In his discussion with the woman at the well, Jesus tells her:

Woman, believe me, the hour is coming when neither on this mountain nor in Jerusalem will you worship the Father. You worship what you do not know; we worship what we know, for salvation is from the Jews. But the hour is coming, and is now here, when the true worshipers will worship the Father in spirit and truth, for the Father is seeking such people to worship him. God is spirit, and those who worship him must worship in spirit and truth. (John 4:21-24, emphasis added)

I appeal to you therefore, brothers, by the mercies of God, to present your bodies as a living sacrifice, holy and acceptable to God, which is your spiritual worship. (Romans 12:1)

Through him then let us continually offer up a sacrifice of praise to God, that is, the fruit of lips that acknowledge his name. Do not neglect to do good and to share what you have, for such sacrifices are pleasing to God. (Hebrews 13:15-16)

While I’ve only included a few brief examples, the general thrust of the New Testament, while never neglecting the importance of believers gathering together in corporate worship (1 Corinthians 14:25), drastically broadens our understanding of what worshipping God truly is. It’s not a matter of getting together on Sunday, singing songs, giving money, listening to a sermon and heading home for the rest of the week to do whatever we want. Every moment of every day is to be an act of worship to God.

This brings us to the most serious implication of the New Testament understanding of worship: our need for the gospel.

The gospel perfects our worship.

On our best days, our efforts are half-hearted, our motives conflicted. The flesh is constantly at war with the spirit… it’s no wonder Martin Luther said that Christians are all simultaneously sinners and saints (see Romans 7). If our worship were up to us alone, we’d be utterly lost. None of it would be pleasing and acceptable to God.

But this is where the good news of the gospel aids us in our worship—Jesus is the perfect worshipper. In His incarnation, He obeyed every command of God without flaw or failure. His devotion is unwavering.

He gives us His perfect worship to cover our imperfect offerings of songs, service and sacrifice.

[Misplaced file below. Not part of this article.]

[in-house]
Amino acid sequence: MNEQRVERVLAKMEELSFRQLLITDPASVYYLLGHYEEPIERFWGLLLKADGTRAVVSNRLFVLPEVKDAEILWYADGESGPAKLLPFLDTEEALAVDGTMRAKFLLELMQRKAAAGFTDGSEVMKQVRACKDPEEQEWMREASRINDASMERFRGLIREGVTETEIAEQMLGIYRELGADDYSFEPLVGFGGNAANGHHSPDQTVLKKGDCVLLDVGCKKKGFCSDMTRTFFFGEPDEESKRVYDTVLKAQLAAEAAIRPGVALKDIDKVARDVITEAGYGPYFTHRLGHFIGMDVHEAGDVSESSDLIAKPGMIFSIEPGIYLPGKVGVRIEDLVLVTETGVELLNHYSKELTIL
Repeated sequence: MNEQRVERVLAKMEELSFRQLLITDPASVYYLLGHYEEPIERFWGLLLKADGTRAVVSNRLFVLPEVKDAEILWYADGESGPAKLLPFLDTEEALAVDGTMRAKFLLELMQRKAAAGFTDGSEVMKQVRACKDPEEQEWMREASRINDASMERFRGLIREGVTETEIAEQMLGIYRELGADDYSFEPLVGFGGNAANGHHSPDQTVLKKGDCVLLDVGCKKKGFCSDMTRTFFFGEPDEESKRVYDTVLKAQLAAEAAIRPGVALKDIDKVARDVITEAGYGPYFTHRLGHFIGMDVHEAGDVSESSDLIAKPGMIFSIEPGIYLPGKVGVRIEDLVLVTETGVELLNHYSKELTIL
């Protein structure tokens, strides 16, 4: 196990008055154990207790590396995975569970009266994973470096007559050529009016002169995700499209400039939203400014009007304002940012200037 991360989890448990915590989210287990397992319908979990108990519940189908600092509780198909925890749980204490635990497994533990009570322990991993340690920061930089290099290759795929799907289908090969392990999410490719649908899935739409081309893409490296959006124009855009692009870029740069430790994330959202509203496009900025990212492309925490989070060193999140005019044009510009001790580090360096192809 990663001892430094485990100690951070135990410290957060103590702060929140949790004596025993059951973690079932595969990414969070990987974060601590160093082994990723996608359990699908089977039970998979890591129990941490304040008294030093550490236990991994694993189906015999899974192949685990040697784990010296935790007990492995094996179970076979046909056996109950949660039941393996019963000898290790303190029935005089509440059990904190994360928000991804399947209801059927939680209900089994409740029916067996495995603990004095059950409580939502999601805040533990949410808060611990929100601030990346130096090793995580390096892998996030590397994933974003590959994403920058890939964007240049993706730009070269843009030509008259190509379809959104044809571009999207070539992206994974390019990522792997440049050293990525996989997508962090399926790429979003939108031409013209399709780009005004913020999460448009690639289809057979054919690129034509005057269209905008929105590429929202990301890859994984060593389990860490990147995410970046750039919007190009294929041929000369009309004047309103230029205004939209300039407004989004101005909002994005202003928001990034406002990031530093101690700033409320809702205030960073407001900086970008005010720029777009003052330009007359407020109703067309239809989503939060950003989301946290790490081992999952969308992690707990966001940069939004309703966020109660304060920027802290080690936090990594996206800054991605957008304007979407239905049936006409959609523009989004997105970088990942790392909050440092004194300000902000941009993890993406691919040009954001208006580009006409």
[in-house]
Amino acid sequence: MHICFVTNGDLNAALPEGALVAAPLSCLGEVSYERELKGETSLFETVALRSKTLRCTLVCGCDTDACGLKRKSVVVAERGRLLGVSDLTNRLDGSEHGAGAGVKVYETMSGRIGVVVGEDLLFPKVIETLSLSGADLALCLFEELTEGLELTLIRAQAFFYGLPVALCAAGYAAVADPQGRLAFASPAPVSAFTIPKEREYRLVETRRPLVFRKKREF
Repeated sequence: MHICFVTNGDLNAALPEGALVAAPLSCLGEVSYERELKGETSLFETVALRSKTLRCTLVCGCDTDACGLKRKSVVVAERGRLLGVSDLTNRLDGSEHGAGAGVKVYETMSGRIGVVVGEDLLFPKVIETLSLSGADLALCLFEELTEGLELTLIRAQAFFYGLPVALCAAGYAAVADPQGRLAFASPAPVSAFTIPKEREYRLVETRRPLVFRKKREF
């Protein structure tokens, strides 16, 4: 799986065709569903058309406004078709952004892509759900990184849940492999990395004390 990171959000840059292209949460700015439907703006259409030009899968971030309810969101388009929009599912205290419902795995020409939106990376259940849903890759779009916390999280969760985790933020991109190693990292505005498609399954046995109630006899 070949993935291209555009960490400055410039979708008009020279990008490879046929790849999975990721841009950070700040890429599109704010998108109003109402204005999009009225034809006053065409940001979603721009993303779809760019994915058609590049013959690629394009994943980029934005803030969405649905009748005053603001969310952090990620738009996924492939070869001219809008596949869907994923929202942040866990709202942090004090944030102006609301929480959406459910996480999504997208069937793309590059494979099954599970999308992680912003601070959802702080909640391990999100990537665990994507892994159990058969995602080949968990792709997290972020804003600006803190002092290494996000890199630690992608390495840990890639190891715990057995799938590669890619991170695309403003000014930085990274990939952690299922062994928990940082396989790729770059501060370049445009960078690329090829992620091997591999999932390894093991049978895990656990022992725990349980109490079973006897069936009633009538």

The gospel gives us reason to stand before the throne of grace, imperfect as we are, because we have an Advocate there who has completed the work for us, one who appeals to us to rely on Him increasingly to purify our motives, and perfect our worship (cf. Hebrews 4:16).

That’s what worship looks like, according to the Bible. Don’t settle for a substitute.


Recommended resources for additional reading:

Posted by Aaron Armstrong

Aaron is the author of several books including the Big Truths Bible Storybook, Epic Devotions, Awaiting a Savior: The Gospel, the New Creation, and the End of Poverty, and Contend: Defending the Faith in a Fallen World. His next book, published by Lexham Press, will release in Spring 2023.

Reader interactions

7 Replies to “What does the Bible say about worship?”

  1. Great stuff. Really useful!

  2. pawn shops las vegas strip

    What does the Bible say about worship?

  3. pawn shops phoenix az

    What does the Bible say about worship?

  4. […] (in the narrowest sense) or every thought, word and deed (in the broadest sense)—has long been a source of fascination/frustration for me. we need a better, more robust theology of worship. Matt Boswell and co. have done an impressive […]

  5. […] (in the narrowest sense) or every thought, word and deed (in the broadest sense)—has long been a source of fascination/frustration for me. we need a better, more robust theology of worship. Matt Boswell and co. have done an impressive […]

  6. […] What does the Bible say about worship? (March 2013) […]

  7. […] week, Aaron Armstrong posted a great article called What Does The Bible Say About Worship? at Blogging Theologically It’s on the longish side, but the whole thing is really […]

Comments are closed.